Cynics doubtless will snark that “Priceless” is pretty much what you would expect of a faith-based movie about human trafficking: The resourceful hero finds God while rescuing girls and young women from the clutches of flesh-peddlers; said flesh-peddlers are given to obscenity-free tough-talk; flesh is never bared, and all allusions to sexual activity are so decorously oblique, they would pass muster with Old Hollywood enforcers of the Production Code. But more simpatico viewers — especially, though perhaps not exclusively, the film’s target audience of churchgoers and evangelicals — are more likely to appreciate the overall restraint of this slickly produced indie drama, and embrace its underlying theme of redemption through selfless action.
Joel Smallbone of the Christian pop duo For King & Country (which co-produced the film) is effectively cast in the lead role of James Stevens, a melancholy hunk whose life has been in a booze-fueled tailspin since the death of his wife. After losing several jobs, and engaging in at least one violent barroom altercation, he loses custody of his young daughter, and is forced to accept a dodgy job driving a box truck carrying unknown cargo cross-country with no questions asked.
While en route to his destination, James discovers he is transporting two Mexican sisters, Antonia (Bianca Santos) and Maria (Amber Midthunder), who assume they have been smuggled into the U.S. to pay off a family debt by working as domestics. But when James turns over his passengers to Garo (Jim Parrack), the smooth-talking sleaze who has financed the transport, he suspects something is amiss. Even so, it takes our hero a while to deduce the obvious: Garo is a pimp, and the sisters will be fresh merchandise for him. It takes James a little longer to decide — after being egged on by Dale (David Koechner), a motel operator with a personal grudge against flesh peddlers — that he should make amends for his indirect involvement and save the sisters from bondage.
The screenplay by Chris Dowling and Tyler Poelle is, at best, predictable pulp with a smidgen of religion. Indeed, the characters are so thinly written that they are defined entirely by the actors portraying them. But director Ben Smallbone (brother of the movie’s lead player) is adept at generating suspense, particularly during a scene in which James attempts a phone conversation with his daughter while bad guys lurk outside his motel room, and manages to persuasively convey the seediness, desperation, and danger that define the demimonde that Garo rules with a whim of iron. To put it another way: “Priceless” achieves greater impact through understatement and implication than many other similarly plotted movies do with R-rated explicitness.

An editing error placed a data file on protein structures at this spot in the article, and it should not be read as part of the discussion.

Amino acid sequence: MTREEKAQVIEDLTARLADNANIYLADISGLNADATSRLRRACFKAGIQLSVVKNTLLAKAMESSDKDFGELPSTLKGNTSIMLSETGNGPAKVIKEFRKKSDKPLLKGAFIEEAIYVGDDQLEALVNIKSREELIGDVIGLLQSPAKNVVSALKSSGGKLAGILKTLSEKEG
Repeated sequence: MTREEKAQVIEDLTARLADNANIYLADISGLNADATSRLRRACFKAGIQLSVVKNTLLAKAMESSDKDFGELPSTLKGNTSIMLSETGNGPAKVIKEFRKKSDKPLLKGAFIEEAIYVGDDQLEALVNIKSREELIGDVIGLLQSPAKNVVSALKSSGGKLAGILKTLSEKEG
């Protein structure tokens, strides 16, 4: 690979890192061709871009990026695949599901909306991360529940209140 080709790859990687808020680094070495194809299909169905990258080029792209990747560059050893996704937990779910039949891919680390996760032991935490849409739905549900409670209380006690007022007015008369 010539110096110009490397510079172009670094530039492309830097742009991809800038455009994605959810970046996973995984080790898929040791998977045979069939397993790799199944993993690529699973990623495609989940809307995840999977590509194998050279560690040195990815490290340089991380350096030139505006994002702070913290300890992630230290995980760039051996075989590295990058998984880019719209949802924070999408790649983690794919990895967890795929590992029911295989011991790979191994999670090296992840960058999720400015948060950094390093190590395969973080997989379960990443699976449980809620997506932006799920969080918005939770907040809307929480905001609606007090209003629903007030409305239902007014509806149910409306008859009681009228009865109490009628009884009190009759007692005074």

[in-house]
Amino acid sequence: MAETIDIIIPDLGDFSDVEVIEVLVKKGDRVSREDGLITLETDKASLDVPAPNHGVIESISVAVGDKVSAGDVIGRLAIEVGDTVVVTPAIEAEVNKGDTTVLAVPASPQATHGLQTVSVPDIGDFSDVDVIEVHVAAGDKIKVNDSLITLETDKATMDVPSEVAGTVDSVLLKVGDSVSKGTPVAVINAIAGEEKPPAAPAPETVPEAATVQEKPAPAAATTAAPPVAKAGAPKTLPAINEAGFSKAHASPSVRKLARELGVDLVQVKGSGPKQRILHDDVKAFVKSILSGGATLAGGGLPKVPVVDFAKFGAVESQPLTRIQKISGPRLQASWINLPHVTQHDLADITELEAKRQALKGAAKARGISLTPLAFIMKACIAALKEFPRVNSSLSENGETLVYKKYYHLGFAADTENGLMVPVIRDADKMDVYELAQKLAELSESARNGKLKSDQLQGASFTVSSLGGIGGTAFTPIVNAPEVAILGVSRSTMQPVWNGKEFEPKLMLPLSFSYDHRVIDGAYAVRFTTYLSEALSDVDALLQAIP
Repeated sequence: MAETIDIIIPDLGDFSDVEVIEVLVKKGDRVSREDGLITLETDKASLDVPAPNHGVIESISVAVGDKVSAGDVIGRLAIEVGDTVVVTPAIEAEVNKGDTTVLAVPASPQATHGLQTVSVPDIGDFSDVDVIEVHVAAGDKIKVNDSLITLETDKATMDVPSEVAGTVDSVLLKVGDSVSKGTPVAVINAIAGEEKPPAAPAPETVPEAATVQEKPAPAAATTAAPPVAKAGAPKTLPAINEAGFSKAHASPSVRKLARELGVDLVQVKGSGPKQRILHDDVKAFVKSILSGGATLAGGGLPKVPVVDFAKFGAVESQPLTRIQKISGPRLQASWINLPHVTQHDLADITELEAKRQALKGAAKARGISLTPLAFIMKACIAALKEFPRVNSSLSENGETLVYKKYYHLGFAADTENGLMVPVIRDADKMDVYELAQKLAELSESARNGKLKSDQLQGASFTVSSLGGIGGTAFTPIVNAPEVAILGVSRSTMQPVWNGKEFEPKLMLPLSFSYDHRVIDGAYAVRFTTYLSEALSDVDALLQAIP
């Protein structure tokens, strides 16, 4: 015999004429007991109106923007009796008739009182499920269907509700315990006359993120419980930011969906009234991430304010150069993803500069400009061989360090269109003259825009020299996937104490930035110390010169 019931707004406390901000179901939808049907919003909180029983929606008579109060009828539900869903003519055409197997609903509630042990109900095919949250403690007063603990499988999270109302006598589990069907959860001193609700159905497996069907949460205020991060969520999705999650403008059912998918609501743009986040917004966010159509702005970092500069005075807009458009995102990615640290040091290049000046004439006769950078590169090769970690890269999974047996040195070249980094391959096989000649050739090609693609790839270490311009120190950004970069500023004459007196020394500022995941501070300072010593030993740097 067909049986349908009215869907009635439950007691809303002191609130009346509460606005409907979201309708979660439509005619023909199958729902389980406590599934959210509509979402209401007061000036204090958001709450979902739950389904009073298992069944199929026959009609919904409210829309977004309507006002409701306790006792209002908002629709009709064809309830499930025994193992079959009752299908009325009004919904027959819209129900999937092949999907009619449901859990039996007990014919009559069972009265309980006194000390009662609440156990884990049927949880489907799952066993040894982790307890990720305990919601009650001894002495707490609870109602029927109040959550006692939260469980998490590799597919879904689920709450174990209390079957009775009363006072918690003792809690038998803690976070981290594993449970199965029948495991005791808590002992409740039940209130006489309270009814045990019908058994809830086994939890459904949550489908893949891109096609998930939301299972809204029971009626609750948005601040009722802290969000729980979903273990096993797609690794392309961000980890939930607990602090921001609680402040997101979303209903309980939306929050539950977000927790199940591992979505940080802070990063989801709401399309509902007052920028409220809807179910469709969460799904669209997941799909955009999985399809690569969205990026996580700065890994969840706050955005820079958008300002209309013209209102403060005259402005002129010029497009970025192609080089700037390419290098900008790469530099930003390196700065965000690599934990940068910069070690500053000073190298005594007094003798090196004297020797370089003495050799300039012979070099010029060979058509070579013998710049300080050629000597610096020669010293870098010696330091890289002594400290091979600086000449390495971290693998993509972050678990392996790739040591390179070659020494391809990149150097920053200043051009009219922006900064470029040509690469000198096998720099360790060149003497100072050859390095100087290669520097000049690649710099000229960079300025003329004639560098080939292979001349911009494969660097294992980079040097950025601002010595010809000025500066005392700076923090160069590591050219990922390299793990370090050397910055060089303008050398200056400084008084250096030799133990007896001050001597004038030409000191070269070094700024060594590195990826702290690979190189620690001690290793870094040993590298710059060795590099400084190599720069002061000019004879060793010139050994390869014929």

As James, Joel Smallbone makes good on the promise he evinced as an actor in “Like a Country Song” (2014), another faith-based movie that cast him as a lost soul in need of a shot at redemption. (At the risk of sounding blasphemous: He seems ready for a role in a more secular picture.) Santos and Midthunder are suitably sympathetic, while Parrack is most chilling whenever Garo tries his best to seem like a reasonable, rational wholesaler of specialized product. But Koechner is the true revelation here. Normally cast in comic (or, in the case of 2013’s “Cheap Thrills,” darkly comic) roles, he comes across here as credibly and creditably serious and sincere, whether he’s revealing the reason behind Dale’s contempt for pimps, or encouraging the protagonist by reiterating the movie’s message: God’s will must be done, even when doing it requires some righteous butt-kicking.